Another conspicuous figure of the early days of California was Archie Borland, who died in Oakland January 31, 1890. He was born in Coleraino, County Derry, Ireland, and came to this country when seventeen years old. Attracted by the mining excitement, he came to California in 1852, where he followed the mining business with varied success. In 1862 he went to Virginia City, where he built up his reputation and made his fortune side by side with such men as Sharon, Mackay, and Fair. At the time of the discovery of the big bonanza, he was perhaps the largest outside holder of its stock, and by that and other fortunate investments ho made a large fortune. He could have cleaned up at one time with about $5,000,000, but held on too long. He was a daring operator. In one day he lost $1,000,000; two weeks after ho dropped $1,200,000, when ho thought it time to sell out, and he did. He was in several large mining ventures later with varying success. In company with George W. Grayson he bought a vast cattle ranche, forty miles square, in Sierra County, N. M., which is well stocked, and is a most valuable property. Ho owned a fine residence in Oakland, and other valuable property.

In farming and stock raising we have had such men as Dr. H. J. Glenn, of Colusa County, an American by birth, but Scotch-Irish by descent. He came to California from Howard County, Mo., and entered into stock raising on a largo scale. After some years he came to the conclusion that wheat-growing on his land on the bank of the Sacramento River would pay better, so he moved his immense herds of cattle to Oregon and Nevada, where he had secured land to sustain them. Ho devoted his home ranch of 52,000 acres to the growing of wheat, and became one of the largest producers of the United States, if not of the world. Later on ho saw that vineyards and the production of wine were fast becoming a leading industry, so he planted 1,000 acres in vines, which had scarcely commenced bearing when his useful and honorable career was cut short by assassination. He was foully murdered by a man whom he had twice or thrice started in business, because he could not become a perpetual pensioner on his bounty. Dr. Glenn was an enterprising man, a worthy citizen, and his untimely death was most disastrous to the best interests of the Upper Sacramento Valley.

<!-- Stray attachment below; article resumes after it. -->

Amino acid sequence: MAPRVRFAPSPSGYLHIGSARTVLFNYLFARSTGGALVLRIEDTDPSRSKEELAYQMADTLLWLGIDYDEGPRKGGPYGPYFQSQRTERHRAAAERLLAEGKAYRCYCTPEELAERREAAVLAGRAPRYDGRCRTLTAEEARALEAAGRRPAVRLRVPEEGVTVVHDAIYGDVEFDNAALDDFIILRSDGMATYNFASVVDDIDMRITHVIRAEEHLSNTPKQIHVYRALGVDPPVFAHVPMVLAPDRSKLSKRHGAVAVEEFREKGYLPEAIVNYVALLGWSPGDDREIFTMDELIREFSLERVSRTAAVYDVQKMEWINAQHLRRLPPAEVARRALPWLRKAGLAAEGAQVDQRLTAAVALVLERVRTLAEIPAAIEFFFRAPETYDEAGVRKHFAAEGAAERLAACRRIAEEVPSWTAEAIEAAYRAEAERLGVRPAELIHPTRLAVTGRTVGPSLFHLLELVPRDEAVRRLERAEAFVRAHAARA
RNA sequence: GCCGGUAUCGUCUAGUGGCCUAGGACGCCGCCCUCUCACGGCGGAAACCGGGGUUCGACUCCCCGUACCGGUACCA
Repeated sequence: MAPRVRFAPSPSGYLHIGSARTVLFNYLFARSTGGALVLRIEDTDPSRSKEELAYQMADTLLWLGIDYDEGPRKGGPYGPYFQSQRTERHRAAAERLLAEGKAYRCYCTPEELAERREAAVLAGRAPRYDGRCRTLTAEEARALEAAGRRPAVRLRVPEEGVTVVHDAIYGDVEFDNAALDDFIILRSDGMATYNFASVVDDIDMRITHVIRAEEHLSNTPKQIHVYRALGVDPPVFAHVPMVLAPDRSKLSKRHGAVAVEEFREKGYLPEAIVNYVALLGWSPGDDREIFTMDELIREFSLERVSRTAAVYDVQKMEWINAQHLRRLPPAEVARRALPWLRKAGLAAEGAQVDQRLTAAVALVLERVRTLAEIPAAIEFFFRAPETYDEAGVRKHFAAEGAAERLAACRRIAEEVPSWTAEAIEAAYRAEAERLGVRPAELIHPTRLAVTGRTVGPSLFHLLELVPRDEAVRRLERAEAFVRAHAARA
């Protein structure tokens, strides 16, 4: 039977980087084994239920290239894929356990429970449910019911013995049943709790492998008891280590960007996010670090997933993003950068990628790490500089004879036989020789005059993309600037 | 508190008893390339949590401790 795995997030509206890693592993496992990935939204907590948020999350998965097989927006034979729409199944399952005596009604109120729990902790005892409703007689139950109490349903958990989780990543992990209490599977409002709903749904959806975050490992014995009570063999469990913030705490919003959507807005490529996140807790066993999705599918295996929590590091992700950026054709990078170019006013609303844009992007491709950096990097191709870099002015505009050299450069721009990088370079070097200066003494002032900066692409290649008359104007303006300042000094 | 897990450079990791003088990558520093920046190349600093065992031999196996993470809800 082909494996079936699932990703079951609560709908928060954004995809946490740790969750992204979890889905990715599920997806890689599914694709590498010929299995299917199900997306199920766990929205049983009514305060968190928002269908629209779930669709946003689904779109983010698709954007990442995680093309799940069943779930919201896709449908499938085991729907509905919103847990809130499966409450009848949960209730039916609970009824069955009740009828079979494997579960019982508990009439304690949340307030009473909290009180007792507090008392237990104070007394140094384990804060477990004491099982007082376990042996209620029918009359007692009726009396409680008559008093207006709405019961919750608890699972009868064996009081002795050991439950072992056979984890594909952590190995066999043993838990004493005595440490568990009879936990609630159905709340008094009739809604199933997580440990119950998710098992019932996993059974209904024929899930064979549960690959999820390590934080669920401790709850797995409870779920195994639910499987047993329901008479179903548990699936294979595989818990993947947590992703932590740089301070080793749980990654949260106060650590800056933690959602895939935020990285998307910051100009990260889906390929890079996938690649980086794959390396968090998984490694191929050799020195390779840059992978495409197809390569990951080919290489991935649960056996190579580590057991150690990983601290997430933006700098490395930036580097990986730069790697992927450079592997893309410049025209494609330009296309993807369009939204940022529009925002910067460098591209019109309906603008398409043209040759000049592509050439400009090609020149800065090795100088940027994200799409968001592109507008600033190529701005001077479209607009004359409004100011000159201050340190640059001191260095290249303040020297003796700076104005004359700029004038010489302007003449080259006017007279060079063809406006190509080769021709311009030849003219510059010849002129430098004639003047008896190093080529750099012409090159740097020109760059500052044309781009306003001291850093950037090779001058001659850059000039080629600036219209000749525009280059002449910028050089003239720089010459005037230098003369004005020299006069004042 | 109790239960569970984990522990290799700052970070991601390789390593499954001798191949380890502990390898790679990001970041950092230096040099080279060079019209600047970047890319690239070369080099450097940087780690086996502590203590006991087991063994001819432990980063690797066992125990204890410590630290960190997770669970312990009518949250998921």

Thomas Fowler, a native of County Down, Ireland, came to America in 1847; crossed the plains to California in 1852. He early engaged in the stock business, and making Visalia, in Tulare County, his home, he soon supplied beef cattle to the mining counties of Amador and Calaveras. As success crowned his efforts, he extended his enterprise to include Carson and Virginia City. In fact, at one time he controlled and personally supplied almost all the butchering business of the State of Nevada. He had at this time a ranche of 40,000 acres well stocked, when he was taken up, and, as he was extremely popular, was elected State Senator to represent the district comprising the counties of Fresno, Kern, and Tulare, and earned for himself the sobriquet of "Honest" Tom Fowler. Eminently successful as he was as ranchero, stockman, and statesman, he thought the measure of his happiness would be complete if he could figure as a successful miner, and be a Mackay or a Fair, but here his luck failed him. He forgot that it takes a mine to work a mine. The venture was unsuccessful. "Tom" made an assignment, all his debts were paid, and he found that he had a handsome fortune left. So eager was ho after his settlement and release to tell his young wife that he was once more independent, that he stopped off a moving train, and got a hurt from which he soon died. Peace to his ashes. He loft few as good and none better behind him.

Among the many Scotch-Irish citizens of California who, if not famous, are true representatives of the race, make estimable members of society and command the respect of all who have known them, I will mention a few of those who are personally known to me, or whose lives and characters have been known to me from reliable information.

James Nelson, born in Belfast, came to California in 1851; was employed in banking in Orovillo and Marysville from 1852 to 1873, when he died. Ex-Gov. George C. Perkins administered on his estate, amounting to $40,000, which he sent to his relatives in Ireland.

Thomas McDermott, a native of County Down, came to Marysville early in the fifties; resided there for many years; was a bachelor: died in 1872, leaving an estate of $100,000, most of which he left to his worthy friend, John Nash.